paul le

It Costs Nothing to Ask

It costs nothing to ask.

These were words told to me by my father a few years ago, and since then, they have been constant theme in my life.

Those words stuck with me ever since. I am personally a very introverted person, and I used to be very shy growing up - I still am in some ways. But those words made me realize that I had nothing to lose or be afraid of for asking.

So I decided to ask. I went to an academic advisor, told them of my situation, and asked them if I had a chance at graduate school. They said no, and suggested that I do another degree from the beginning. That was not really the answer I was looking for, but at the same time it was the answer I was expecting.

I was lost. I didn’t know what to do. Every career path that I looked at required good grades, from further schooling, to getting a good job. Fortunately, there was some hope.

In my second year of studying astrophysics, I took a scientific computing course. I had never learned how to program before in my life. I struggled through that course - twice - but I found I really enjoyed programming, a lot.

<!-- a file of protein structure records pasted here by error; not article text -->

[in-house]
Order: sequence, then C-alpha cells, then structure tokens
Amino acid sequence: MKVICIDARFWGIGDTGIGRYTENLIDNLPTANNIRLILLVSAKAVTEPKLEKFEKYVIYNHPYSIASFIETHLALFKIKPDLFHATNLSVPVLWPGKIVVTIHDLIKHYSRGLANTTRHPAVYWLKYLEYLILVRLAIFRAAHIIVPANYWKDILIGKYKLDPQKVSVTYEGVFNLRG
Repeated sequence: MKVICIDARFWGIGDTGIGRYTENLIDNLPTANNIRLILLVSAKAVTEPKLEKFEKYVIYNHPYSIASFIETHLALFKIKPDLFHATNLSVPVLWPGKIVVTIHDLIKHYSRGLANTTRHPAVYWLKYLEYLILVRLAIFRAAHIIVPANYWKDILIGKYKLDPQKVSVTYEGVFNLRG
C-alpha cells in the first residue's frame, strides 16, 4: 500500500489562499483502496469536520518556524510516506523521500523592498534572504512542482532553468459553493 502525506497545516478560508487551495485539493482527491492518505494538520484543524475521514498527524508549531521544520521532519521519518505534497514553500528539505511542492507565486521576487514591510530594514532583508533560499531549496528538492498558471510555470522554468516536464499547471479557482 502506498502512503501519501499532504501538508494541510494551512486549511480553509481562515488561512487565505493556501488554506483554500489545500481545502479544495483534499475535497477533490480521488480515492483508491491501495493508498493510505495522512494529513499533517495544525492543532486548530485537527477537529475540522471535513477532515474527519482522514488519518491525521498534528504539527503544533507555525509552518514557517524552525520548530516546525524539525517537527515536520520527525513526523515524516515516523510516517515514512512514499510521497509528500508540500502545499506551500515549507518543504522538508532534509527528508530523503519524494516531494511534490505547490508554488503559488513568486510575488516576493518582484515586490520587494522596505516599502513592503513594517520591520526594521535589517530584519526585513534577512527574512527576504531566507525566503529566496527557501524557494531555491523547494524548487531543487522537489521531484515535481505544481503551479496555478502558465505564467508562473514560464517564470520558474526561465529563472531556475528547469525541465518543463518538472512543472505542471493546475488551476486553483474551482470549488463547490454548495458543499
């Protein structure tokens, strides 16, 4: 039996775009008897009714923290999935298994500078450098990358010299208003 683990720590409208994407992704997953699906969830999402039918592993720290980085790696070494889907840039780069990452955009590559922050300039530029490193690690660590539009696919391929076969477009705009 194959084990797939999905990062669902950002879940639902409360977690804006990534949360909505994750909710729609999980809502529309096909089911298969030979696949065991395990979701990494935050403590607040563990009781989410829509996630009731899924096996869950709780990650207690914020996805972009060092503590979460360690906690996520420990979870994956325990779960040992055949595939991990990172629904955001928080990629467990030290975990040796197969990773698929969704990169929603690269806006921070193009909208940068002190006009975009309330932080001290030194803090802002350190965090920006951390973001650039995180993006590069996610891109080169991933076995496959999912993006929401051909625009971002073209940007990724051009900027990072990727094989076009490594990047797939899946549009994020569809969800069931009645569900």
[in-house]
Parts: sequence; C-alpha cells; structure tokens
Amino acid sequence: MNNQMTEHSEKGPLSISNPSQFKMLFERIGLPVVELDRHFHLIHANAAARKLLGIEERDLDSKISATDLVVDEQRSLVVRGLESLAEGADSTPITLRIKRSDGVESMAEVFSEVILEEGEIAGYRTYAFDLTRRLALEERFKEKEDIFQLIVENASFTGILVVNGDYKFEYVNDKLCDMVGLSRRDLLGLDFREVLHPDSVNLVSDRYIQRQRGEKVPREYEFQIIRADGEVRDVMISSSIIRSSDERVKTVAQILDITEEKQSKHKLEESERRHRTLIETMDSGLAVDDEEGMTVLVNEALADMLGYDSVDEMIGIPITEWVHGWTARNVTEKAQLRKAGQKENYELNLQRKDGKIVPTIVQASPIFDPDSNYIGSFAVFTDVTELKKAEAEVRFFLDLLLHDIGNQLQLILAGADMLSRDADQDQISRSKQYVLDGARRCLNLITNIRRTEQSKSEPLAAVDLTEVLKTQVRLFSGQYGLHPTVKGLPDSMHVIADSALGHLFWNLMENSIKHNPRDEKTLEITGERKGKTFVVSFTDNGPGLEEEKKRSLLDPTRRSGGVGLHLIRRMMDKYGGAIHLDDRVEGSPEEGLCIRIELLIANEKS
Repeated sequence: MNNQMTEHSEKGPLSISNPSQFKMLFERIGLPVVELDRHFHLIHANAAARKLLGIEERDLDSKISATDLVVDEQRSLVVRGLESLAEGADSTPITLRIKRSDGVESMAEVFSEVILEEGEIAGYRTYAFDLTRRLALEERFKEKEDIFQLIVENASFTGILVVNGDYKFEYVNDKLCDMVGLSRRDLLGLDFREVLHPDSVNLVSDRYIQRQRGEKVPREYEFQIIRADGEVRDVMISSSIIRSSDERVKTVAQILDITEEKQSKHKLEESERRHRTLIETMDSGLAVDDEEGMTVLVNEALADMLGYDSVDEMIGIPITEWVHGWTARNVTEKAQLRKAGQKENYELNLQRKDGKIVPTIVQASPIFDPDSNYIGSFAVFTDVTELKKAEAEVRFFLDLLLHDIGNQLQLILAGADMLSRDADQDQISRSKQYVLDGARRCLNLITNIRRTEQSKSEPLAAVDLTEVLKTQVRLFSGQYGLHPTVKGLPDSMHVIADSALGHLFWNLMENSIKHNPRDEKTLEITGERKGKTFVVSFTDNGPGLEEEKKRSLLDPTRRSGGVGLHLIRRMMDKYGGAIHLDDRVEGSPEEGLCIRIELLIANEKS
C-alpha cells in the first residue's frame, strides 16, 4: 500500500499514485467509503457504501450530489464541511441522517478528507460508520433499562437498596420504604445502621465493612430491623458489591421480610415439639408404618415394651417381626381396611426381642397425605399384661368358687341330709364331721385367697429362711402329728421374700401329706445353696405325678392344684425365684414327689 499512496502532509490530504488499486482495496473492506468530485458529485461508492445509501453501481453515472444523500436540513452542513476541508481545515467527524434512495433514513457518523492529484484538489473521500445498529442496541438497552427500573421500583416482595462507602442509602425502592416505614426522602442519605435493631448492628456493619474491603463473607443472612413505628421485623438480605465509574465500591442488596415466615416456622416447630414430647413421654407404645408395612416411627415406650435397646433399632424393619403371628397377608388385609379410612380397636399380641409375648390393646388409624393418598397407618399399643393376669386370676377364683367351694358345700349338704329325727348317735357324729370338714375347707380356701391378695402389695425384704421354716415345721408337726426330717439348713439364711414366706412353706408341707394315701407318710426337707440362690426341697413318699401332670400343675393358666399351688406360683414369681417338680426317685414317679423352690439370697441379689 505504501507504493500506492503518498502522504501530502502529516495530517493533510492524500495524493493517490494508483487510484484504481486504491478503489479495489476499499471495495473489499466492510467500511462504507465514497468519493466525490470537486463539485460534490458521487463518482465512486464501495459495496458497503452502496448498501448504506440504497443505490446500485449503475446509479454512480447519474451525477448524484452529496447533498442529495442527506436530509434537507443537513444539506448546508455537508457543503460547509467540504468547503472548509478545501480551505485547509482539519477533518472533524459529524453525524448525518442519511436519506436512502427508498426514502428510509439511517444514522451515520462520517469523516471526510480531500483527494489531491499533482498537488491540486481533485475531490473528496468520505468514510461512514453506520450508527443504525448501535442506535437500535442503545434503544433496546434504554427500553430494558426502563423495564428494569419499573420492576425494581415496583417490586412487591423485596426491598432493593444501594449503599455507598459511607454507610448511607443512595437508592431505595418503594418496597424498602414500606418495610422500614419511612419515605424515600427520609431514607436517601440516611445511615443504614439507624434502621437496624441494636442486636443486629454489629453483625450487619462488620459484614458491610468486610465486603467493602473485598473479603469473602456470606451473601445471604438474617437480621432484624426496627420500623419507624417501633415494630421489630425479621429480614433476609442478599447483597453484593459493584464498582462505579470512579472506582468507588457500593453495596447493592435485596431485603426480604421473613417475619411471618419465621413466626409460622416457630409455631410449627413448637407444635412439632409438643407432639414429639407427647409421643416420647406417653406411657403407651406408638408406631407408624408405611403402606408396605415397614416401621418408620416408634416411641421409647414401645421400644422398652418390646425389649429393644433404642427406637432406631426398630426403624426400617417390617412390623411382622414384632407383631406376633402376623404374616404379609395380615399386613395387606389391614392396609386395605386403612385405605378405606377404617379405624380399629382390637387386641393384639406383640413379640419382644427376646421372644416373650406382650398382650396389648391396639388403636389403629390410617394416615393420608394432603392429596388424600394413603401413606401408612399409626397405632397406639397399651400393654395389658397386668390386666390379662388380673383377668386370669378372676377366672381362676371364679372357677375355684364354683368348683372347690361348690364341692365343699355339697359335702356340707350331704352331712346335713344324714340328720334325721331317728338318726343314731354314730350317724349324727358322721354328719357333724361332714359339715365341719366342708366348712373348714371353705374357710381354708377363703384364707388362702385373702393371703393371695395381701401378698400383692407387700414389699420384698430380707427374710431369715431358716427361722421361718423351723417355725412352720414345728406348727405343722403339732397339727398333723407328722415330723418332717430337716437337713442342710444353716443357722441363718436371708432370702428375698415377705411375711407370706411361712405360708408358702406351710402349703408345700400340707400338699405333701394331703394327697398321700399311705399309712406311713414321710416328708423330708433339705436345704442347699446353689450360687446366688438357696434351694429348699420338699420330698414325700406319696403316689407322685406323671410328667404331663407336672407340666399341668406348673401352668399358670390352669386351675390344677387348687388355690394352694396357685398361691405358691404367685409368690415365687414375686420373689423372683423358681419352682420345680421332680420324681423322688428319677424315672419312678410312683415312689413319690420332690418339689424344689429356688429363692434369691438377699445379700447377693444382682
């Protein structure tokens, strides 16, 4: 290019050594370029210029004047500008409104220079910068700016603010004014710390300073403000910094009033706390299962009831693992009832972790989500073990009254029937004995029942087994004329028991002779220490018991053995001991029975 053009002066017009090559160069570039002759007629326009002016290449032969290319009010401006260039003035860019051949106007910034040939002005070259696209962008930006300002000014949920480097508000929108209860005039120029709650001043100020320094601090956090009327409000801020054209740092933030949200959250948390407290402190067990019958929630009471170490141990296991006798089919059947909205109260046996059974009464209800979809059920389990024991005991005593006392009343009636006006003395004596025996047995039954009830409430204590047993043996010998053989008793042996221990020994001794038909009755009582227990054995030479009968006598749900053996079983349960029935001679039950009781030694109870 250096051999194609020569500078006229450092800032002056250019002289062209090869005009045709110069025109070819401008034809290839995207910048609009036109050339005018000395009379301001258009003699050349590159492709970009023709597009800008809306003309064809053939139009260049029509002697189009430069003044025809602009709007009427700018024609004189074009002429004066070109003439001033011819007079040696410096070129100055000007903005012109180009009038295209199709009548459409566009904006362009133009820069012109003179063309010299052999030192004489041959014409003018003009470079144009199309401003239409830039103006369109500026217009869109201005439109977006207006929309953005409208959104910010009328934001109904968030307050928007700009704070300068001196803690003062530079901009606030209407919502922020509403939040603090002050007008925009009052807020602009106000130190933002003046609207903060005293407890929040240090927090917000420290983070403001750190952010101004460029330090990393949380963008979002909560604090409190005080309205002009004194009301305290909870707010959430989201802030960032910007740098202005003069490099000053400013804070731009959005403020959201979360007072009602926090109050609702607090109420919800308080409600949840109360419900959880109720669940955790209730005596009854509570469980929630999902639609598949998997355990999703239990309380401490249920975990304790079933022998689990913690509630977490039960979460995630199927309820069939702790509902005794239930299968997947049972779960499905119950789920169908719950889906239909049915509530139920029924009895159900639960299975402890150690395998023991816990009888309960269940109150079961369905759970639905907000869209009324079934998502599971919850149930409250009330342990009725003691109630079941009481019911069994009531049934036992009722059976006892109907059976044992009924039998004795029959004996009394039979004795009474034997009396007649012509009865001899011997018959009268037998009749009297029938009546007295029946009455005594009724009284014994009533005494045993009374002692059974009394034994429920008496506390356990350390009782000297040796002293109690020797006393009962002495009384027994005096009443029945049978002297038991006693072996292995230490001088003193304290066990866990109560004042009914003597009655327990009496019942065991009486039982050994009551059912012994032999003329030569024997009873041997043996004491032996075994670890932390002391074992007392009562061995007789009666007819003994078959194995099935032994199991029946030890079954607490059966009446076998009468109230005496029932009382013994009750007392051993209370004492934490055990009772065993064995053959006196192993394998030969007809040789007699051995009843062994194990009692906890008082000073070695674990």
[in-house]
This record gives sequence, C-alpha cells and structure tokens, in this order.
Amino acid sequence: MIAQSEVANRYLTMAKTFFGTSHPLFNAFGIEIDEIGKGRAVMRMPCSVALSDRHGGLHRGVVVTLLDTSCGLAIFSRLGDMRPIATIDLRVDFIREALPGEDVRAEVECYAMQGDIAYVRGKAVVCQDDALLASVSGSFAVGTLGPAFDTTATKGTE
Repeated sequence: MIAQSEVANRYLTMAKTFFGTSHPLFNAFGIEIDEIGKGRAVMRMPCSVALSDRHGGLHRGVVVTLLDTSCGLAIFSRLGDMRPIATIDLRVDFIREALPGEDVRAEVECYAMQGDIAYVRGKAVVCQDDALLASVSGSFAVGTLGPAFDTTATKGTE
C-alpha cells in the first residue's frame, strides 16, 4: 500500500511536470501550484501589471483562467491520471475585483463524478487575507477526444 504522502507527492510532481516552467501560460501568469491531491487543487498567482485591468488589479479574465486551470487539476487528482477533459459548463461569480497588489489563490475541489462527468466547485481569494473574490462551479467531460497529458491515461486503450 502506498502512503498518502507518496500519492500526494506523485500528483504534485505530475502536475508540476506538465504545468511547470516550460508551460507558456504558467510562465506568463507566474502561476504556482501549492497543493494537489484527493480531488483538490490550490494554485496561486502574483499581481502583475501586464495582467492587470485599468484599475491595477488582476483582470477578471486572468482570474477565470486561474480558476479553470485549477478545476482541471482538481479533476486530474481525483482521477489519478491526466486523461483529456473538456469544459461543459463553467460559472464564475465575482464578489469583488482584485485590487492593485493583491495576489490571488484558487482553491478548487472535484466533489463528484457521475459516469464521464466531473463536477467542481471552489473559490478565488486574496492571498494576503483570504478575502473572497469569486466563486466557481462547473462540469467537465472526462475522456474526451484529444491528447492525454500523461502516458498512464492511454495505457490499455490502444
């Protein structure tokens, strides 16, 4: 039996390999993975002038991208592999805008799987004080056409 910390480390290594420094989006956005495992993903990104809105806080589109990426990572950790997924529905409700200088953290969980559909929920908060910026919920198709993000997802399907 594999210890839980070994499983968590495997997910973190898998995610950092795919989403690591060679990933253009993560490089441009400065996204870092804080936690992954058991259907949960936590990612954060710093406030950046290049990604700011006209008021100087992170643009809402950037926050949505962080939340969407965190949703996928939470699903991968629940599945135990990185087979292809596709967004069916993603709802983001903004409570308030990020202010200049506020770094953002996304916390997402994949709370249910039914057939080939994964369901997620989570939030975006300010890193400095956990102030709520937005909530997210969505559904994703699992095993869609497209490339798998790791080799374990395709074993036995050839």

Around that time, I had also attended a physics career event, where people who had done their degree in physics came to speak about their careers. One of the speakers had started a successful healthcare software company, who he is still the CEO for. This intrigued me, so after the talk I came up to him and I asked him many questions. He ended up giving me his business card, which I kept.

A few months after I graduated, I was applying for jobs in software development. None of them responded to my job applications. None of the graduate schools that I applied for accepted me.

I finally decided to reach out to the CEO that I had met a few years before at the physics career night event, and asked him if we could meet for coffee, and if I could maybe pick his brain, even for 10 minutes, to learn more about how he got into software. It costs nothing to ask, after all.

He actually responded, and said that they had a position open.

A month later, was hired as an integration analyst.

I somehow got a programming job at a software company that makes software for hospitals, with a physics degree. They didn’t even look at my transcript. As another bonus, I get to work with hospitals and other healthcare institutions, which makes my parents, very happy.

Since then, I took the chance that I was given, and worked hard to learn and improve. In under a year I was promoted to an Integration Consultant. I am already leading technical projects for our biggest clients, and I get to fly out all the time to meet our clients. I honestly feel like this is my dream job, that I didn’t even know it existed a year and a half ago.